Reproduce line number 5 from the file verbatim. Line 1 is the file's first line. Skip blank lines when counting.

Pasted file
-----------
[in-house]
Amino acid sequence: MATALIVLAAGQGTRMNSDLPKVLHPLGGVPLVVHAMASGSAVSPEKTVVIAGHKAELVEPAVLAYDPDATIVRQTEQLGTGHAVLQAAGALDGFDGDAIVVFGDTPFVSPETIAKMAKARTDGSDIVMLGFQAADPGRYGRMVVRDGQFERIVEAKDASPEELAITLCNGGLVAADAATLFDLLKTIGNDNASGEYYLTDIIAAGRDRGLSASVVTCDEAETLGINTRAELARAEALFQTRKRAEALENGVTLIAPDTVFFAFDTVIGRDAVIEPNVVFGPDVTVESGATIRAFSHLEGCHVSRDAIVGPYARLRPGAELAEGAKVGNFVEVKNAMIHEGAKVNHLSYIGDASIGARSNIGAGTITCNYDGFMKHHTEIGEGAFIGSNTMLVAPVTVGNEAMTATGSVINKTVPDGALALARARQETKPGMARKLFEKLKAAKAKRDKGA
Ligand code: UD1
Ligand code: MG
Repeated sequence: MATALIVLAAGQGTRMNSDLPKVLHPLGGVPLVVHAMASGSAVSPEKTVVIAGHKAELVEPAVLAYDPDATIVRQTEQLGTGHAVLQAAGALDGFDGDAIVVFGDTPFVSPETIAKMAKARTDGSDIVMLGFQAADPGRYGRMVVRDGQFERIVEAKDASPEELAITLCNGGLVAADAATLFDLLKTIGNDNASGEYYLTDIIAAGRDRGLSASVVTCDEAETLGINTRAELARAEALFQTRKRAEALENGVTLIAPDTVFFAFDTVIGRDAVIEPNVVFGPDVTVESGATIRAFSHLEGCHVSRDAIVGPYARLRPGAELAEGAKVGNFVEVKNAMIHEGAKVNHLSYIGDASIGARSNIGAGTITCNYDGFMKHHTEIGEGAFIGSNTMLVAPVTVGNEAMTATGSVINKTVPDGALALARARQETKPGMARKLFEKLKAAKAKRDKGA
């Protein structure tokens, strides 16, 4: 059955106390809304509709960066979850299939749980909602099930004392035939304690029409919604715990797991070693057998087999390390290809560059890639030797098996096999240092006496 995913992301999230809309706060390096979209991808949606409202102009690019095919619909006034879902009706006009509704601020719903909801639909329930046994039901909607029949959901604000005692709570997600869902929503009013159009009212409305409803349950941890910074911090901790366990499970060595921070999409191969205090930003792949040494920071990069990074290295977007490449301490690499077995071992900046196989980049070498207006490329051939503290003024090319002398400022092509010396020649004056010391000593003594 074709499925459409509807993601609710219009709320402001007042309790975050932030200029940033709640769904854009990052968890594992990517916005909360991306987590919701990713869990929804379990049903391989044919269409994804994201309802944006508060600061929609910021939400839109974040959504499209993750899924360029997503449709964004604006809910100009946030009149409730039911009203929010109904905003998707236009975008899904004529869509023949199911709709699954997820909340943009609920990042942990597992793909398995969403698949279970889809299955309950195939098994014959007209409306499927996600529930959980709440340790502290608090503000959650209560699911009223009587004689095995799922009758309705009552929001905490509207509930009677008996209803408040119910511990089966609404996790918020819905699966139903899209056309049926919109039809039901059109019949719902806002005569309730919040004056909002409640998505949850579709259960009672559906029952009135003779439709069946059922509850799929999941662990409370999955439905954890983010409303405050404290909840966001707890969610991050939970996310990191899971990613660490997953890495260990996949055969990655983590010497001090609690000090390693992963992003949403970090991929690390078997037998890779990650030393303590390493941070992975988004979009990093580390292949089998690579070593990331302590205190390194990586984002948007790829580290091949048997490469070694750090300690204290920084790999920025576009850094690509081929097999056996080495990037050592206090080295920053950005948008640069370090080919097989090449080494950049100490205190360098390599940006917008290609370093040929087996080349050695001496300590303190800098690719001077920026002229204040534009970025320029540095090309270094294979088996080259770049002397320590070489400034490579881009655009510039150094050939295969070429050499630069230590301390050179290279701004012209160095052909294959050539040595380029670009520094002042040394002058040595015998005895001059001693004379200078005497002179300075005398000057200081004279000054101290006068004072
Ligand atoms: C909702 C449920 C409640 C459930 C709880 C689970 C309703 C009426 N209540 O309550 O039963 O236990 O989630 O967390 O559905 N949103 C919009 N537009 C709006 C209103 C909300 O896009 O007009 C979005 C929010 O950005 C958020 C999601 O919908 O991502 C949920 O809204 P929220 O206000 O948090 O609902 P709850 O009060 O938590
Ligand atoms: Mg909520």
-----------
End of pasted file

Repeated sequence: MATALIVLAAGQGTRMNSDLPKVLHPLGGVPLVVHAMASGSAVSPEKTVVIAGHKAELVEPAVLAYDPDATIVRQTEQLGTGHAVLQAAGALDGFDGDAIVVFGDTPFVSPETIAKMAKARTDGSDIVMLGFQAADPGRYGRMVVRDGQFERIVEAKDASPEELAITLCNGGLVAADAATLFDLLKTIGNDNASGEYYLTDIIAAGRDRGLSASVVTCDEAETLGINTRAELARAEALFQTRKRAEALENGVTLIAPDTVFFAFDTVIGRDAVIEPNVVFGPDVTVESGATIRAFSHLEGCHVSRDAIVGPYARLRPGAELAEGAKVGNFVEVKNAMIHEGAKVNHLSYIGDASIGARSNIGAGTITCNYDGFMKHHTEIGEGAFIGSNTMLVAPVTVGNEAMTATGSVINKTVPDGALALARARQETKPGMARKLFEKLKAAKAKRDKGA